After what has been called a “summer of discontent” and as people in the United Kingdom struggle to cope with double-digit inflation and skyrocketing energy prices, Liz Truss has been sworn in as the country’s next prime minister.
Historically, “we have a significant shock to the cost of living and salaries,” said James Smith, research director of the Resolution Foundation.
The new Prime Minister Liz Truss “must make this situation his or her top priority right away.”
For the past few months, everyone from garbage men to lawyers has been walking the picket line in support of a salary raise.
Many people support the strikes, but those who have been inconvenienced by things like train cancellations, overflowing trash cans, and bare shelves are frustrated by them.
Drought in England and Wales, exacerbated by climate change, has dried up crops, triggered wildfires, and caused trees to drop their leaves early, which has led to the current industrial discontent.
But many families are shivering now because they know that energy bills will increase dramatically in winter.
The Financial Times made the witty remark, “It’s summertime in the UK, but the living is everything but easy.”
The publication The Economist recently stated, “Almost nothing seems to be working in Britain,” and warned that “things might grow worse.”
As a result of inflation, the Consumer Price Index reported by the Office of National Statistics this month rose by 10.1% in the 12 months following July 2021, the largest annual increase in 40 years.
To a greater extent than other categories, food and non-alcoholic beverages have become more expensive, with the highest increases seen in staples like milk, cheese, and yoghurt.
This comes at a time when low-income people have been impacted most by inflation’s sharp decline in real earnings.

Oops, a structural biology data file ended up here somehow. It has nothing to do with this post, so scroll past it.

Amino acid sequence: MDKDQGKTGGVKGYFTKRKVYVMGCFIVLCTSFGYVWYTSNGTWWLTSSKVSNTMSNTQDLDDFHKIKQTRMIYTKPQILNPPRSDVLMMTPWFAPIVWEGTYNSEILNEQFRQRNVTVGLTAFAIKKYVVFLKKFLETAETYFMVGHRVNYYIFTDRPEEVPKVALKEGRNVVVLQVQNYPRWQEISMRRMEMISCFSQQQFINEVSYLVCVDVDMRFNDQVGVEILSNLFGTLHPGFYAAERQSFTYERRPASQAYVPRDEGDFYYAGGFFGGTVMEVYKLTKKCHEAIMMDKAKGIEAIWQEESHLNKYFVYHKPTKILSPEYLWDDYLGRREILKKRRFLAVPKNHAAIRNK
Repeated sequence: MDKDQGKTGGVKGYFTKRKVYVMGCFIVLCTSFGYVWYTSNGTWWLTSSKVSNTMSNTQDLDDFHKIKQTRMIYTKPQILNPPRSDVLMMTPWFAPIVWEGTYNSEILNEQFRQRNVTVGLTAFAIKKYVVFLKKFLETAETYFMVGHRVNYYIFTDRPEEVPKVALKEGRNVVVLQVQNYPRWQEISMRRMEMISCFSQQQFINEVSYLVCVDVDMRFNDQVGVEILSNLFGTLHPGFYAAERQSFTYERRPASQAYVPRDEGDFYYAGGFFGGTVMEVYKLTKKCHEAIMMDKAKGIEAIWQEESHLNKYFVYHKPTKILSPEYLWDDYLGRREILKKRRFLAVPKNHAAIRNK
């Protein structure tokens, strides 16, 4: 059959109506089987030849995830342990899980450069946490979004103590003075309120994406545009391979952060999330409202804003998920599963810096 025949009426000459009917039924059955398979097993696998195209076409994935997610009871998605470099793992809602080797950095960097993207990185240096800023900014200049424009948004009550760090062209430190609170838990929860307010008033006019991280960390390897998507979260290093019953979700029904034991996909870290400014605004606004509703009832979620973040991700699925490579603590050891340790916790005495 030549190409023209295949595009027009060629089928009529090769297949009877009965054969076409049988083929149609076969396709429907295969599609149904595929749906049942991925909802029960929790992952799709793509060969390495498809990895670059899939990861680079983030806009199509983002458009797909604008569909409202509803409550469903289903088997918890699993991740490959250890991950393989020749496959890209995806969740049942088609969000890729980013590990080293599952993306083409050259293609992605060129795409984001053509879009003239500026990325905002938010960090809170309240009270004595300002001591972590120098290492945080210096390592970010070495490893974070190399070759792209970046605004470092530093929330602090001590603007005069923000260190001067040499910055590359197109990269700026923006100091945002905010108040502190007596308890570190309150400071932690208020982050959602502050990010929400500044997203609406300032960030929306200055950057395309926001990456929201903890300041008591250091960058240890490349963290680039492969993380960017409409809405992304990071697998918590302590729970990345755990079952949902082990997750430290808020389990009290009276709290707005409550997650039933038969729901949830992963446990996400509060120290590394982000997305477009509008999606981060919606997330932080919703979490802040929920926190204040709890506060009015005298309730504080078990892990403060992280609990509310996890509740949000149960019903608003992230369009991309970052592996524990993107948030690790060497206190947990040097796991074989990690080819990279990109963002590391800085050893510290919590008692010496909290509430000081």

According to the highly regarded Institute for Fiscal Studies (IFS), “these price spikes have rendered the country worse off and many or all of us may ultimately lose out as a result.”
The number of students who qualify for free school meals has increased by about 1.9 million since 2021, a symptom of rising poverty.
Meanwhile, the UK energy regulator is about to allow suppliers to charge consumers significantly more to account for high worldwide wholesale prices.
The United Kingdom has some of the oldest and least energy-efficient housing stock in Europe, and the country has been notoriously hesitant to adopt environmentally friendly technologies like heat pumps.
Smith from the Resolution foundation mentioned large families and persons with disabilities as examples of those most likely to be affected by the high costs of energy.
He foresaw “serious suffering and possibly destitution” as a likely outcome.
Prepayment meters are often used by Britain’s poor, who therefore have little choice but to pay for their entire year’s worth of energy all at once.
Low- and middle-income families would benefit from a “social tariff” reduction of 30 percent, as advocated by the Resolution Foundation.
Smith added, “in a manner we’ve got the worst of both worlds” because the United States is suffering economic overheating and rising inflation while Europe is also experiencing a major energy shock.
The majority of British homes, according to research from the University of York, would be in “fuel poverty” in the new year, spending more than 10 percent of their net income on energy costs.
Severe repercussions are predicted by experts.
‘Within a few weeks, a lot of families will have to decide whether to eat or heat their homes.
Dan Paskins, head of UK Impact at Save the Children, said, “Yet we still do not yet have a plan from the UK government that addresses the urgency or severity of this energy pricing catastrophe.”
Workers on trains, buses, docks, in the mail service, and even some criminal attorneys have gone on strike this “hot strike summer” to demand wage increases to keep up with inflation.
Council workers who collect garbage in Edinburgh, Scotland, went on a stinky strike just around the time of the city’s internationally renowned arts festival.
In a move that may disrupt shipping, dockworkers at the key container port of Felixstowe, in eastern England, have gone on strike.
The right-wing media has started making comparisons between the current wave of strikes and the widespread strikes of the 1970s.
“the strikers in 2022… are acting from a position of vulnerability,” the National Institute of Economic and Social Research said.
According to the report, unions are only representing roughly 23% of the workforce at now.
The labor market is competitive because of Brexit, Covid, and other factors that have led to a shortage of available workers.
Airports, which had to lay off specialized workers during the Covid epidemic, have been struck hard, leading to long lines for tourists and canceled flights.